Angela Johnson writes the South, writes summer, and writes family like nobody’s business. Her middle-grade novel, Bird, stands as a testament to the very best qualities of the American South – forgiveness, acceptance, and triumph over suffering.

The main character, thirteen year old Bird, knows what she wants – a whole, complete family. She spends her summer in pursuit of her step-father, who has left Bird and her mother in Cleveland. Bird runs far away to Acorn, Alabama in the hopes of finding the only man she’s ever known as father, sure she can convince him to return. But, living in an old shed and snitching leftover pancakes with strawberry syrup while the farm family attends church can’t go on forever. While hiding out, Bird sees people in Acorn who think they’re invisible, yet some Acorn folks also see Bird and resolve to help her.

Johnson tells the story from the perspectives of Bird as well as Ethan and Jay, two Acorn-boys who befriend Bird and in doing so find an easier way of facing their own grief over personal losses. Readers will linger with Bird in a pond so big it ought to be called a lake, so true it summons the children in the story to explore its depth and their own. Readers will also hold their breaths while joy-riding in an old lady’s pickup truck that stirs up a fine red dust from the red dirt road, a dust so fine it settles like baby powder on a girl’s skin and hair. And readers will nod their heads in agreement with Bird’s insights, “In the summer, you can be somebody’s cousin from Michigan or be waiting for your parents who just went into the Fast & Sure Mart for some paper plates or something. You can be almost anybody in the summer.” GA

Learn more about author Angela Johnson.

Just Us Women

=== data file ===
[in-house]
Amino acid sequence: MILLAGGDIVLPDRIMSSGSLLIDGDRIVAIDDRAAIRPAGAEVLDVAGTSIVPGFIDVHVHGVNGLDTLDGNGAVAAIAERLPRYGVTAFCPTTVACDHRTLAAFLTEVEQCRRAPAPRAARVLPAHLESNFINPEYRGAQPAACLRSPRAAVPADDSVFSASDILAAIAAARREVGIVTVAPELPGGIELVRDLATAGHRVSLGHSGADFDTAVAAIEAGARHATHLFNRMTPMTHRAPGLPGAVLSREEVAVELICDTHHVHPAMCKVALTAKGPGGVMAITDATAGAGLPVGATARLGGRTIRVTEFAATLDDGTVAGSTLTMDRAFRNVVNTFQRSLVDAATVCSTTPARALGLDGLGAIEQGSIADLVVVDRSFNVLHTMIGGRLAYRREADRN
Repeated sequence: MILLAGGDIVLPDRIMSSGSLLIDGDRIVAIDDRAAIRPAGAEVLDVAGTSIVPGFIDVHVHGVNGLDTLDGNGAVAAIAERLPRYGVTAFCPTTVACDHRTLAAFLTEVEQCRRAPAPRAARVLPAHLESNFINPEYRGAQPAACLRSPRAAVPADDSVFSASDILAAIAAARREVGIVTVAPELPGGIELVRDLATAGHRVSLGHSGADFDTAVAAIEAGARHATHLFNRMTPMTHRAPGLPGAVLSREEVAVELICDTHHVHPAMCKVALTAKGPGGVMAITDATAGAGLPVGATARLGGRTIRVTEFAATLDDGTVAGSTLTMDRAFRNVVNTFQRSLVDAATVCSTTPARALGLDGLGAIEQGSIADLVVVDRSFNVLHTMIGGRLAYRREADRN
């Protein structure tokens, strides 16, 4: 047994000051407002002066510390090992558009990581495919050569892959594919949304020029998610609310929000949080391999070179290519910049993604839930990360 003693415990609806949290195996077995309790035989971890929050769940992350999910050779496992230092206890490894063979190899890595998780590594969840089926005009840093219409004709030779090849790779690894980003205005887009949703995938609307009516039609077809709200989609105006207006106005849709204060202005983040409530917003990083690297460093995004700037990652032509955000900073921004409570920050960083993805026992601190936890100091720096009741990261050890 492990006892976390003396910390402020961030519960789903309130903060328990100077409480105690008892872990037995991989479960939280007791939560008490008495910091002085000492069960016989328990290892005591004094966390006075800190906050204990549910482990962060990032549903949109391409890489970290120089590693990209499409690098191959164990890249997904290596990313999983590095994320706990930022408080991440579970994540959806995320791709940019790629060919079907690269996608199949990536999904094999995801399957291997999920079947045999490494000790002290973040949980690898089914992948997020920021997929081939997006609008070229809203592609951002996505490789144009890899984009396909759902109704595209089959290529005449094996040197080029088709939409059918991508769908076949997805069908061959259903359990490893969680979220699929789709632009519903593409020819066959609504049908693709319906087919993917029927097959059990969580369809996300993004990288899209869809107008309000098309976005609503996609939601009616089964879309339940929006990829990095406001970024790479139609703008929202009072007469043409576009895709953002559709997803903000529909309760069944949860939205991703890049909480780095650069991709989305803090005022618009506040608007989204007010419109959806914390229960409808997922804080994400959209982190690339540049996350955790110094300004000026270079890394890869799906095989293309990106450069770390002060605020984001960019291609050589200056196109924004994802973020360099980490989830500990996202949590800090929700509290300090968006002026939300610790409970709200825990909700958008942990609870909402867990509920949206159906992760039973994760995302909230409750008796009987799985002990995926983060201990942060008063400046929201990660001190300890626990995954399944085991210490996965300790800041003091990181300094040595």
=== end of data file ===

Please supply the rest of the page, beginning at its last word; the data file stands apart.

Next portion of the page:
Just Us Women

By Jeannette Franklin Caines, illustrated by Pat Cummings
Picture book
Publisher recommends ages: 4-8, Girls of Summer recommends ages 4-88
Harper Collins, 1984
ISBN: 9780064430562
Awards/recognitions: * Reading Rainbow Book

A summer road trip.
Two shoe boxes jam-packed with fried chicken, pound cake, and deviled eggs.
A summer road trip.
Jump off, journey back to the place where your skin and your hair and your heart feel free.

“No boys, no men, just us women,” is the refrain so joyfully sung is this story by the late Jeannette Caines and in the illustrations by Pat Cummings. What will Aunt Martha and her niece do on their road trip to North Carolina? Whatever they want! Where will they stop along the way? Wherever they want!

Just Us Women celebrates the special bond often present between Aunt and Niece, conjures that magical feeling you get when you arrive back to the loving arms of folks in whose faces you see your own, and affirms the truth that independence, curiosity, and sass are gifts taught and passed generation-to-generation, woman-to-girl.

First published twenty-seven years ago, Just Us Women is one of those books deserving of dual roles: picture-book essential and special-occasion-gift. Share this illustrated anthem to summer road trips with girls and women of all ages – little girls, graduating girls, and even silver-haired girls wearing red hats and purple dresses. GA

Learn more about illustrator Pat Cummings.

Visit the Jeanette Caines Fan Page.